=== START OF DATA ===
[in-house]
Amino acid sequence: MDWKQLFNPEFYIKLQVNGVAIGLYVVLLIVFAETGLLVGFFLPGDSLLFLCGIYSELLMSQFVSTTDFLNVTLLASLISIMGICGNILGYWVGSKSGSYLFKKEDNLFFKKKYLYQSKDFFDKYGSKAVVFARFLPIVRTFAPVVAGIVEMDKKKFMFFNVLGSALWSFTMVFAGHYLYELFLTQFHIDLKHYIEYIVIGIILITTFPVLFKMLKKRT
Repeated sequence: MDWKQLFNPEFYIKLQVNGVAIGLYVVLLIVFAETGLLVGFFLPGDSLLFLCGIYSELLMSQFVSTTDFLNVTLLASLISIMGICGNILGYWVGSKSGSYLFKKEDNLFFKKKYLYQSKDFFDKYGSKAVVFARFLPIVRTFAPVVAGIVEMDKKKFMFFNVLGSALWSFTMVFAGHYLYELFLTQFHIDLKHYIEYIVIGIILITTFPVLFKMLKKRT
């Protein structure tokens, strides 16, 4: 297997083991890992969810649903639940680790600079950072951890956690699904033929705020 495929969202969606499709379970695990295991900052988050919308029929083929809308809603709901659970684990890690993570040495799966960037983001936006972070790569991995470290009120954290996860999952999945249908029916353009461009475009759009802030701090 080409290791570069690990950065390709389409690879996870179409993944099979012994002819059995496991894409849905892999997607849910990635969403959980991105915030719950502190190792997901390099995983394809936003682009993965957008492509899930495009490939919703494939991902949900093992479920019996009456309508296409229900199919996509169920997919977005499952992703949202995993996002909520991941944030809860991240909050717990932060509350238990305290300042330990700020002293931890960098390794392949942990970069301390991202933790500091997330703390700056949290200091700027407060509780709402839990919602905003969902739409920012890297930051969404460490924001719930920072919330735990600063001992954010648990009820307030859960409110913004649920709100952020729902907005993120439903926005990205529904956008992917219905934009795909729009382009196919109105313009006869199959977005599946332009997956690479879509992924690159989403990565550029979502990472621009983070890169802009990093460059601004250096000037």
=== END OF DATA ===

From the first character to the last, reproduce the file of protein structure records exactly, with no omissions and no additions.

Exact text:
[in-house]
Amino acid sequence: MDWKQLFNPEFYIKLQVNGVAIGLYVVLLIVFAETGLLVGFFLPGDSLLFLCGIYSELLMSQFVSTTDFLNVTLLASLISIMGICGNILGYWVGSKSGSYLFKKEDNLFFKKKYLYQSKDFFDKYGSKAVVFARFLPIVRTFAPVVAGIVEMDKKKFMFFNVLGSALWSFTMVFAGHYLYELFLTQFHIDLKHYIEYIVIGIILITTFPVLFKMLKKRT
Repeated sequence: MDWKQLFNPEFYIKLQVNGVAIGLYVVLLIVFAETGLLVGFFLPGDSLLFLCGIYSELLMSQFVSTTDFLNVTLLASLISIMGICGNILGYWVGSKSGSYLFKKEDNLFFKKKYLYQSKDFFDKYGSKAVVFARFLPIVRTFAPVVAGIVEMDKKKFMFFNVLGSALWSFTMVFAGHYLYELFLTQFHIDLKHYIEYIVIGIILITTFPVLFKMLKKRT
């Protein structure tokens, strides 16, 4: 297997083991890992969810649903639940680790600079950072951890956690699904033929705020 495929969202969606499709379970695990295991900052988050919308029929083929809308809603709901659970684990890690993570040495799966960037983001936006972070790569991995470290009120954290996860999952999945249908029916353009461009475009759009802030701090 080409290791570069690990950065390709389409690879996870179409993944099979012994002819059995496991894409849905892999997607849910990635969403959980991105915030719950502190190792997901390099995983394809936003682009993965957008492509899930495009490939919703494939991902949900093992479920019996009456309508296409229900199919996509169920997919977005499952992703949202995993996002909520991941944030809860991240909050717990932060509350238990305290300042330990700020002293931890960098390794392949942990970069301390991202933790500091997330703390700056949290200091700027407060509780709402839990919602905003969902739409920012890297930051969404460490924001719930920072919330735990600063001992954010648990009820307030859960409110913004649920709100952020729902907005993120439903926005990205529904956008992917219905934009795909729009382009196919109105313009006869199959977005599946332009997956690479879509992924690159989403990565550029979502990472621009983070890169802009990093460059601004250096000037």